SasquatchWandering through a hole in time, they encounter Sasquatch. Can they survive? The guests had come to Meditation Mountain to find themselves. Trapped in the Menhirs during a sudden desert storm, two guests move through a porthole in time and encounter long extinct monsters. They want to get back to their own time, but the Sasquatch intends to kill them.

For these and my upcoming books; please visit my Author Page – David Joel Miller

Books are now available on Amazon, Kobo, iBooks, Barnes & Noble, and many other online stores.

Want the latest blog posts as they publish? Subscribe to this blog.

Want the latest on news from recoveryland, the field of counseling, my writing projects, speaking and teaching? Please sign up for my newsletter at – Newsletter. I promise not to share your email or to send you spam, and you can unsubscribe at any time.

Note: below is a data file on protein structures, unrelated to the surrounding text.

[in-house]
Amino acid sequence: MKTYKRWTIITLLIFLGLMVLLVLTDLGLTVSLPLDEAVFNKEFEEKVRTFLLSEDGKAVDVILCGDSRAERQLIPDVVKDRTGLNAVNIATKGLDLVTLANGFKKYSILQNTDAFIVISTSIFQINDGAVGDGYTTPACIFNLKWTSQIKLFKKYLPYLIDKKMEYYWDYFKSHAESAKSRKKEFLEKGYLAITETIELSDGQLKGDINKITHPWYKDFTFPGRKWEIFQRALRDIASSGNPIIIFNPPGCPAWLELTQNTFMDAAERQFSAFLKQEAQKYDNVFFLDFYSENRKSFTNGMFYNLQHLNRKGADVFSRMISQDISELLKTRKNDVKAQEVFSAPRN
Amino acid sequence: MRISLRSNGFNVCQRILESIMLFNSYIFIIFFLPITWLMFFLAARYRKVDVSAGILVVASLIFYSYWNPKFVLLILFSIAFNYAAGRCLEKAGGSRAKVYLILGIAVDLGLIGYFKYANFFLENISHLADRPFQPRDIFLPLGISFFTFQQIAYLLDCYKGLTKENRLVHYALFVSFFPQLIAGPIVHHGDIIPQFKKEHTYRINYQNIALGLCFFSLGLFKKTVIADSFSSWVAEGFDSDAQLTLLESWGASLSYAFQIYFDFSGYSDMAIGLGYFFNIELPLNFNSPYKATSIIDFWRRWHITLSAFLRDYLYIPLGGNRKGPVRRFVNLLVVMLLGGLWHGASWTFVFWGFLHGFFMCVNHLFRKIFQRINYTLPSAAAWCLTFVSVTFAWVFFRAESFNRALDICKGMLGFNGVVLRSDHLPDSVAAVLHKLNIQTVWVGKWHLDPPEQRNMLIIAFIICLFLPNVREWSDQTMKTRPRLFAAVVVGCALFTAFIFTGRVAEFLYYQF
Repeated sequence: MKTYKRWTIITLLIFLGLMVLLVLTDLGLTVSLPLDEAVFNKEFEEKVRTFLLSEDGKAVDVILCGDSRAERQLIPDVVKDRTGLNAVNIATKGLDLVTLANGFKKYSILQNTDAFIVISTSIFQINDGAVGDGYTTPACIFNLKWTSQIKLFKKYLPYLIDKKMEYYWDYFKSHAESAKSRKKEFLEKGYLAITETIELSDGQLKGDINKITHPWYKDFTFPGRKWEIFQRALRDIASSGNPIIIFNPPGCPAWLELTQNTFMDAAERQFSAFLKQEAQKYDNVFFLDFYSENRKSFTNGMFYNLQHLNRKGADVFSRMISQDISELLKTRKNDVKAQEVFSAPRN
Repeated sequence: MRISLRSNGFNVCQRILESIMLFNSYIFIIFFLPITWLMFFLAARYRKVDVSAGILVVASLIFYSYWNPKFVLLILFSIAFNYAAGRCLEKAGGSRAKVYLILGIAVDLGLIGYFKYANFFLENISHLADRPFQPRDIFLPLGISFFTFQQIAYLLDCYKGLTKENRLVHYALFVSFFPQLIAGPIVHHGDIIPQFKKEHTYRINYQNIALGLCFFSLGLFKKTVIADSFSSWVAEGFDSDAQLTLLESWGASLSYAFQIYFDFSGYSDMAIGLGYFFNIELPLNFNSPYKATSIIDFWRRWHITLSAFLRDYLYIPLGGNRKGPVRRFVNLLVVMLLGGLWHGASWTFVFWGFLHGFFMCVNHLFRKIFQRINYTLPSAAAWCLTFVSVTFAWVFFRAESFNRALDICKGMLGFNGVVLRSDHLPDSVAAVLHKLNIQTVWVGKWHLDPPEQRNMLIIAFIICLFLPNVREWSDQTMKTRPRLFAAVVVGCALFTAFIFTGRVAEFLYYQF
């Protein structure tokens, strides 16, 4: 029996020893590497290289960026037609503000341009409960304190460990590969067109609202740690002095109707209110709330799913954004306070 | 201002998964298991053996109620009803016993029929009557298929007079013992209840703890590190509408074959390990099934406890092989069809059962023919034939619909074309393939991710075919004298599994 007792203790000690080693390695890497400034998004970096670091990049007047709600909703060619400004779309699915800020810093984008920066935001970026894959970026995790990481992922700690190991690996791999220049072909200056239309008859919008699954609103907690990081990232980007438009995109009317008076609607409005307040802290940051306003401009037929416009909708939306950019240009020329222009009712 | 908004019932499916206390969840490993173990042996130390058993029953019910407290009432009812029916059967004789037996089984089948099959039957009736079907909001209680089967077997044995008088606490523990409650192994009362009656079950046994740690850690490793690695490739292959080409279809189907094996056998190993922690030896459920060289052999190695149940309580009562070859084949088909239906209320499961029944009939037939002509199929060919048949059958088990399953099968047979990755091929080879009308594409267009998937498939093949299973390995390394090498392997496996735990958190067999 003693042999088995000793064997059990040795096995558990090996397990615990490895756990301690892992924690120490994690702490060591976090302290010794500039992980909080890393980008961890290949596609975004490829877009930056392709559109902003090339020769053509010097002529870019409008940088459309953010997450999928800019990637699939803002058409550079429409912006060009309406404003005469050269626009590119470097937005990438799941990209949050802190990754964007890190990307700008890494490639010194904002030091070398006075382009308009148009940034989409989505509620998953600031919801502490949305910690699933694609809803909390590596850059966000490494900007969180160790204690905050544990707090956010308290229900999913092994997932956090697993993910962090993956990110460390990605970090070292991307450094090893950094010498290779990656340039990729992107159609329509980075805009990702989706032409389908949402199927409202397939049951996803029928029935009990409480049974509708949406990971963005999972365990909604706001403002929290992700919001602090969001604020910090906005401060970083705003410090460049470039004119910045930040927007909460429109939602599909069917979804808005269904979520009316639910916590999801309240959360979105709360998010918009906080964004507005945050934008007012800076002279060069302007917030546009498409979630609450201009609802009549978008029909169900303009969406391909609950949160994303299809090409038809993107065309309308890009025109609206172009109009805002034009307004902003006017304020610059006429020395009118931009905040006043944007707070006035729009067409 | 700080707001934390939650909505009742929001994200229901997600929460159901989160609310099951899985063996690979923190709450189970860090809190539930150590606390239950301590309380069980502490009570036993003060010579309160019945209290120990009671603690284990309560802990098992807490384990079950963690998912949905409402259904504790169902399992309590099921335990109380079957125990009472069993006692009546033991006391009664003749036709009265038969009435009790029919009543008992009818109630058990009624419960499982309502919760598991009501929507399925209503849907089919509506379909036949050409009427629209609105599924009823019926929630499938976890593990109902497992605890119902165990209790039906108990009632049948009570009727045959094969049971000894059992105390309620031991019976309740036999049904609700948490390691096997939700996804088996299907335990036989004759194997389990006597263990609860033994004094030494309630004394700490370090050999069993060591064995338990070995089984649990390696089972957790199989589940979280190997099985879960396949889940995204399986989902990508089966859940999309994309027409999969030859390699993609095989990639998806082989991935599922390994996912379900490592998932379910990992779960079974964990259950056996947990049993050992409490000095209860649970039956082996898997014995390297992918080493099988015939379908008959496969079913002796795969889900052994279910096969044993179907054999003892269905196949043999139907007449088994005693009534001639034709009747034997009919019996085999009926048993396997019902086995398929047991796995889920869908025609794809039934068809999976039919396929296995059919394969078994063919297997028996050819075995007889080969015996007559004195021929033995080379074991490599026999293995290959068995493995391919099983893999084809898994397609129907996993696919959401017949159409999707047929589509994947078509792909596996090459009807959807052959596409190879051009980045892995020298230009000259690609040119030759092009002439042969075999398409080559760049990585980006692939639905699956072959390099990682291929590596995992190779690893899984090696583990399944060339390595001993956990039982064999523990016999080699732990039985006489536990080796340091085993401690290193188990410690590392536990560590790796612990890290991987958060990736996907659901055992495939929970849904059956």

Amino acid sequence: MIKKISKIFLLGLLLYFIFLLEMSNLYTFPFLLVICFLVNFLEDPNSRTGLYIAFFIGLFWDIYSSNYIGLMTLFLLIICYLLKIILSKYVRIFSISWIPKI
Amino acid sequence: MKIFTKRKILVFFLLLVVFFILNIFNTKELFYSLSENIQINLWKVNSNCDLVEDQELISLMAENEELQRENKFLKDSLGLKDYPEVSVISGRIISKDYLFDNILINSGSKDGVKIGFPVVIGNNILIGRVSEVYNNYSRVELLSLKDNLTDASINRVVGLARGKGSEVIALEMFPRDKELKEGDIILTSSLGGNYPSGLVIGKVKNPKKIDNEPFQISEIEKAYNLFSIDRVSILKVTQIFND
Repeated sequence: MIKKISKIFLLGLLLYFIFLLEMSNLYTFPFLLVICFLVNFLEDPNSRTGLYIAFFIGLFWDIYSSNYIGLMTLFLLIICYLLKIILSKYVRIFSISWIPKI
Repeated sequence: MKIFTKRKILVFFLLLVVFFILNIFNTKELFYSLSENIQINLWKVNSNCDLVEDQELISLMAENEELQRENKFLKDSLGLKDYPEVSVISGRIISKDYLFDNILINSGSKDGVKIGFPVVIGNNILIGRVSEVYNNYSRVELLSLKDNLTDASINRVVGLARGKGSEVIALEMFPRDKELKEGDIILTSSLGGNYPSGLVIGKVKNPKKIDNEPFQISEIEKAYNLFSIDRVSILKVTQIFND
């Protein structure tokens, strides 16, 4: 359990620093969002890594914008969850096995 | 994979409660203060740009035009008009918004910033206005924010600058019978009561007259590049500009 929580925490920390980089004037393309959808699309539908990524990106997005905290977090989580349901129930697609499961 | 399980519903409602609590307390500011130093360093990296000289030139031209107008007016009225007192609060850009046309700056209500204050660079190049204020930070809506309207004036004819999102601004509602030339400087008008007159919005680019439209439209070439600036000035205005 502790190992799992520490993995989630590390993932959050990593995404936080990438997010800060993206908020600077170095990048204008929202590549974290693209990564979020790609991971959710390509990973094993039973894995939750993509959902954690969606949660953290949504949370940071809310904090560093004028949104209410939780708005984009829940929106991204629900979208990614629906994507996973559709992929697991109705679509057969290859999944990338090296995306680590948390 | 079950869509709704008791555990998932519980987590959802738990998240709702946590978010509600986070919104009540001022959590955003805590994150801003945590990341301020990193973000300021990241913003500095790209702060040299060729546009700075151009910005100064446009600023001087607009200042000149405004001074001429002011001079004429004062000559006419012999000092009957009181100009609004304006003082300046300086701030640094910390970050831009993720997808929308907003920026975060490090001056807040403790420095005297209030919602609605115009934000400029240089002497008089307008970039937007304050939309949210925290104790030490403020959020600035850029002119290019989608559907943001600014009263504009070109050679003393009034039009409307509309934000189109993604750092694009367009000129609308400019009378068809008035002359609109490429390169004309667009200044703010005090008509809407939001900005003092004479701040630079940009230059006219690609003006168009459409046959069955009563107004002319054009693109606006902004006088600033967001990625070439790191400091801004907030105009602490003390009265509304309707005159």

For more about David Joel Miller and my work in the areas of mental health, substance abuse, and Co-occurring disorders see my Facebook author’s page, davidjoelmillerwriter. If you are in the Fresno California area, information about my private practice is at counselorfresno.com.

Changing Others – Part One

By David Joel Miller, MS, Licensed Therapist & Licensed Counselor.

Change

Change.
Photo courtesy of Pixabay.com

Sometimes we really do need to change others.